Sussex ArtBeat

Art on show in Brighton & Hove and Sussex

Brighton Museum and Art Gallery to introduce entry charges for non-residents from May 2015

Seng-Pan and Lashi Kai Htang, in traditional Kachin costume, help to launch World Stories: Young Voices at Brighton Museum and Art Gallery. Photographer: Jim Holden.

By Rebecca Atkinson.

In a move that will offset a third of council funding cuts, Brighton and Hove Council has voted in favour of introducing entry charges to Brighton Museum and Art Gallery for non-residents from May 2015.

The move, which was proposed earlier this year, is expected to generate £200,000 a year. From 5 May, the admission fees will be £5 for an adult, £4 for a concession and £2.80 for a child. Residents of Brighton and Hove, who make up about 25% of the museum’s visitors, will continue to be able to visit the permanent collection for free, as will members of the museum, students and organised school trips.
Royal Pavilion & Museums, which includes five museums and heritage sites, receives 23% of its funding from Brighton council, but this will reduce by 40-50% between 2015-18. The council hopes that the introduction of charges at Brighton Museum will generate income to offset about a third of that cut.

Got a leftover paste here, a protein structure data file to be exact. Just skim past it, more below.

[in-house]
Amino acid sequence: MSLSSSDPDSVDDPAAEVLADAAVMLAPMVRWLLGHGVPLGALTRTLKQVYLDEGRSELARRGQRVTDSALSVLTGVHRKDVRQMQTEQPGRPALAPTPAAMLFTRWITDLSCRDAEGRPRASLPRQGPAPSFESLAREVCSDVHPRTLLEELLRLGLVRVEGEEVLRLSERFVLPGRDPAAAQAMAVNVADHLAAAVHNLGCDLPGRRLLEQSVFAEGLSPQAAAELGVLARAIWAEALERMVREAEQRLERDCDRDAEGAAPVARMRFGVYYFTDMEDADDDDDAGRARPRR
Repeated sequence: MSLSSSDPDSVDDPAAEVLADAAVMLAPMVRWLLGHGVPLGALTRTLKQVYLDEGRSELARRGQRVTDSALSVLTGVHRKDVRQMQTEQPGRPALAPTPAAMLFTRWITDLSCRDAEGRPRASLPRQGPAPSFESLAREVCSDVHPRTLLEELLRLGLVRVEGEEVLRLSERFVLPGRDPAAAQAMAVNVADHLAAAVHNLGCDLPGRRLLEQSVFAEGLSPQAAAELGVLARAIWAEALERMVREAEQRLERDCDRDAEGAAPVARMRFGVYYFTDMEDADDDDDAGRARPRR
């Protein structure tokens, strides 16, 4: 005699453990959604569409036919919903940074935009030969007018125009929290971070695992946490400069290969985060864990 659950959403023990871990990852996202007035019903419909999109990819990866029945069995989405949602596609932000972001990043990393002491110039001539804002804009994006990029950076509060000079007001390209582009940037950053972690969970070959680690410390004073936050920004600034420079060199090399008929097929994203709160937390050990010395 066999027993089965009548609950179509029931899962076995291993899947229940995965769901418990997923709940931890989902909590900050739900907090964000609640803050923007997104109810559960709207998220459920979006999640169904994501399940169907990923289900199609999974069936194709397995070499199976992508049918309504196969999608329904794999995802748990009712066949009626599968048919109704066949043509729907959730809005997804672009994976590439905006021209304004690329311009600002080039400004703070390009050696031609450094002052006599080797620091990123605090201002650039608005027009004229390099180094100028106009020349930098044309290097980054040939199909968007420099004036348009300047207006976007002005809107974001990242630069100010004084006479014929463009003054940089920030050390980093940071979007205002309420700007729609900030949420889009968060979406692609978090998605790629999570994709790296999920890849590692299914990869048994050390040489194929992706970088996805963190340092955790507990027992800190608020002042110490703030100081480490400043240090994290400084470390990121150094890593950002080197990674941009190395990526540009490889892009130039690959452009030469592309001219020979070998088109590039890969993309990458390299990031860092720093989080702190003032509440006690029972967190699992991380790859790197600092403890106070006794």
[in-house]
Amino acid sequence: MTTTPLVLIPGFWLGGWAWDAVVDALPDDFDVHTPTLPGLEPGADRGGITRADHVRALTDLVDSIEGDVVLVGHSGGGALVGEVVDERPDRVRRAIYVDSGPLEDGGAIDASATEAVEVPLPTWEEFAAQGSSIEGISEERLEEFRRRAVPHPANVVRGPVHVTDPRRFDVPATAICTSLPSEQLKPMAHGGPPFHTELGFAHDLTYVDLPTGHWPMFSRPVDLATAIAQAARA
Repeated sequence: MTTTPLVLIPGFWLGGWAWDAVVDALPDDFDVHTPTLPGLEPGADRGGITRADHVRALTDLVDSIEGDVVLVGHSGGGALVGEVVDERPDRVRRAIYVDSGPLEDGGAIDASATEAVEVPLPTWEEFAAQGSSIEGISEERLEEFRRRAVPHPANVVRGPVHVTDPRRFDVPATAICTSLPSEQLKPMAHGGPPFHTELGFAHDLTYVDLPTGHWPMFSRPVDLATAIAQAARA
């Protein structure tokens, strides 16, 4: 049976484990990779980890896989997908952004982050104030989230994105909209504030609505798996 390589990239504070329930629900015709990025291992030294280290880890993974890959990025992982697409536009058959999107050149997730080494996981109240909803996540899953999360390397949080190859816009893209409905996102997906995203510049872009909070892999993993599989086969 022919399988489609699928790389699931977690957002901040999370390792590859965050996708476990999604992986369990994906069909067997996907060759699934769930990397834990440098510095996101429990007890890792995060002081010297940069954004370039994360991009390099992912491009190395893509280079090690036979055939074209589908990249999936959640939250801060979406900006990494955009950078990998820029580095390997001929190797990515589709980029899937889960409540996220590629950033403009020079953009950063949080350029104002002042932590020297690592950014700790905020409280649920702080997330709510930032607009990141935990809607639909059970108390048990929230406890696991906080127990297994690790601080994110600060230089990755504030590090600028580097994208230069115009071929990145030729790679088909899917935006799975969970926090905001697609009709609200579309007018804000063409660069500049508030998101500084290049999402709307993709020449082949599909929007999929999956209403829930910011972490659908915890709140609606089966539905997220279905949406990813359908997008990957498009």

The council has predicted that visitor figures to the museum could fall by 50% following the introduction admission charges. Other income streams, such as individual donations, could also be negatively affected.
Janita Bagshawe, the director of Royal Pavilion & Museums, said: “Royal Pavilion & Museums, like many other museums and galleries across the country, is having to rethink how it runs its services in the face of reductions in council budgets. We already generate 57% of our costs through charges and commercial activity and in addition have a successful track record in fundraising, securing funding through grants and trusts of 20%.
“In Brighton we are fortunate to have a strong tourist and day visitor market, who make up a significant proportion of visitors to Brighton Museum and Art Gallery. Introducing admission charges for these categories of visitor will help us safeguard other areas of museum activity such as exhibitions, learning, conservation, curation services and community engagement projects.”
Two other museums in Brighton, the Royal Pavilion and Preston Manor, already charge visitors admission, which are set to rise in May. Hove Museum and the Booth Museum will continue to offer free entry.
Brighton Museum received 270,063 visitors in 2013-14.
This article was originally published by the Museums Association:
A video report on the move, by Latest Seven TV, is on this link:

About braveadmin

I'm an artist, counsellor and bodycare practitioner. I live in Brighton, England

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This entry was posted on April 8, 2015 by in Uncategorized.
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